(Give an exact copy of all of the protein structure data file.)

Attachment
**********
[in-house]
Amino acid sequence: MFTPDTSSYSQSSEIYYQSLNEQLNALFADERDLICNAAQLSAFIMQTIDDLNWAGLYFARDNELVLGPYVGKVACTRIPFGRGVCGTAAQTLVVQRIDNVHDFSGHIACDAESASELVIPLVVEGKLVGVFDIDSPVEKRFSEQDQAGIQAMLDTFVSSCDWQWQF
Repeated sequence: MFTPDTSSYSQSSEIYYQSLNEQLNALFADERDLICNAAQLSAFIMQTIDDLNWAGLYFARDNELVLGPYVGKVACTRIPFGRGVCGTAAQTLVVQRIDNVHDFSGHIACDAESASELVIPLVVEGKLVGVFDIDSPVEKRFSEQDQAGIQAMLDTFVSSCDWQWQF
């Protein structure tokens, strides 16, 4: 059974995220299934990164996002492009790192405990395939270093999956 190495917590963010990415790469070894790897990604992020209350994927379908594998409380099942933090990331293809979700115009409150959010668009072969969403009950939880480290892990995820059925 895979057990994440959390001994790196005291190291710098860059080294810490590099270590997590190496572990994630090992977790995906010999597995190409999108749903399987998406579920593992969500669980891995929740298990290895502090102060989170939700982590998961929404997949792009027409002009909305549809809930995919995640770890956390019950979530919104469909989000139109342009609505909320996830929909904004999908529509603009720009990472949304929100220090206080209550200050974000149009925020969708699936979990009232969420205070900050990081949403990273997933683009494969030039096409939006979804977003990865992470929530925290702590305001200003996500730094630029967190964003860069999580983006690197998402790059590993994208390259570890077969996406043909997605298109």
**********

[in-house]
Amino acid sequence: MFTPDTSSYSQSSEIYYQSLNEQLNALFADERDLICNAAQLSAFIMQTIDDLNWAGLYFARDNELVLGPYVGKVACTRIPFGRGVCGTAAQTLVVQRIDNVHDFSGHIACDAESASELVIPLVVEGKLVGVFDIDSPVEKRFSEQDQAGIQAMLDTFVSSCDWQWQF
Repeated sequence: MFTPDTSSYSQSSEIYYQSLNEQLNALFADERDLICNAAQLSAFIMQTIDDLNWAGLYFARDNELVLGPYVGKVACTRIPFGRGVCGTAAQTLVVQRIDNVHDFSGHIACDAESASELVIPLVVEGKLVGVFDIDSPVEKRFSEQDQAGIQAMLDTFVSSCDWQWQF
């Protein structure tokens, strides 16, 4: 059974995220299934990164996002492009790192405990395939270093999956 190495917590963010990415790469070894790897990604992020209350994927379908594998409380099942933090990331293809979700115009409150959010668009072969969403009950939880480290892990995820059925 895979057990994440959390001994790196005291190291710098860059080294810490590099270590997590190496572990994630090992977790995906010999597995190409999108749903399987998406579920593992969500669980891995929740298990290895502090102060989170939700982590998961929404997949792009027409002009909305549809809930995919995640770890956390019950979530919104469909989000139109342009609505909320996830929909904004999908529509603009720009990472949304929100220090206080209550200050974000149009925020969708699936979990009232969420205070900050990081949403990273997933683009494969030039096409939006979804977003990865992470929530925290702590305001200003996500730094630029967190964003860069999580983006690197998402790059590993994208390259570890077969996406043909997605298109």